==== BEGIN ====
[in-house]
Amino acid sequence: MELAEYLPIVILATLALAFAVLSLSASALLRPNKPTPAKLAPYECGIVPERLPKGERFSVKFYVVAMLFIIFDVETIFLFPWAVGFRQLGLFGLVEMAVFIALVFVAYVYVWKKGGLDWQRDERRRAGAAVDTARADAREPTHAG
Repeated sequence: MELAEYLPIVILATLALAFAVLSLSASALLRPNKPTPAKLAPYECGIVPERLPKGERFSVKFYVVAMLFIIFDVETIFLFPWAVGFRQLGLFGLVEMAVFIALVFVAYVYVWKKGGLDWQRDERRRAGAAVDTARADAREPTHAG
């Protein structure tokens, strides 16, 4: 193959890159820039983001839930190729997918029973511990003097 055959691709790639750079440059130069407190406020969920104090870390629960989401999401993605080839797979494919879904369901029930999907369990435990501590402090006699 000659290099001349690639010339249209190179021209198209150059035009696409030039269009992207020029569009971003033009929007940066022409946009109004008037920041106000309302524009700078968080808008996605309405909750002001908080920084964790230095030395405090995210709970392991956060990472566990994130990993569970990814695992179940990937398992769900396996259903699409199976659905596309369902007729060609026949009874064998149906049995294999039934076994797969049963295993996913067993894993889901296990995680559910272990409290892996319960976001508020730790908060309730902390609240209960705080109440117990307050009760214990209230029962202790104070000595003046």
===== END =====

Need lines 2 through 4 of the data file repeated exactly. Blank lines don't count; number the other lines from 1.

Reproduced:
Amino acid sequence: MELAEYLPIVILATLALAFAVLSLSASALLRPNKPTPAKLAPYECGIVPERLPKGERFSVKFYVVAMLFIIFDVETIFLFPWAVGFRQLGLFGLVEMAVFIALVFVAYVYVWKKGGLDWQRDERRRAGAAVDTARADAREPTHAG
Repeated sequence: MELAEYLPIVILATLALAFAVLSLSASALLRPNKPTPAKLAPYECGIVPERLPKGERFSVKFYVVAMLFIIFDVETIFLFPWAVGFRQLGLFGLVEMAVFIALVFVAYVYVWKKGGLDWQRDERRRAGAAVDTARADAREPTHAG
């Protein structure tokens, strides 16, 4: 193959890159820039983001839930190729997918029973511990003097 055959691709790639750079440059130069407190406020969920104090870390629960989401999401993605080839797979494919879904369901029930999907369990435990501590402090006699 000659290099001349690639010339249209190179021209198209150059035009696409030039269009992207020029569009971003033009929007940066022409946009109004008037920041106000309302524009700078968080808008996605309405909750002001908080920084964790230095030395405090995210709970392991956060990472566990994130990993569970990814695992179940990937398992769900396996259903699409199976659905596309369902007729060609026949009874064998149906049995294999039934076994797969049963295993996913067993894993889901296990995680559910272990409290892996319960976001508020730790908060309730902390609240209960705080109440117990307050009760214990209230029962202790104070000595003046």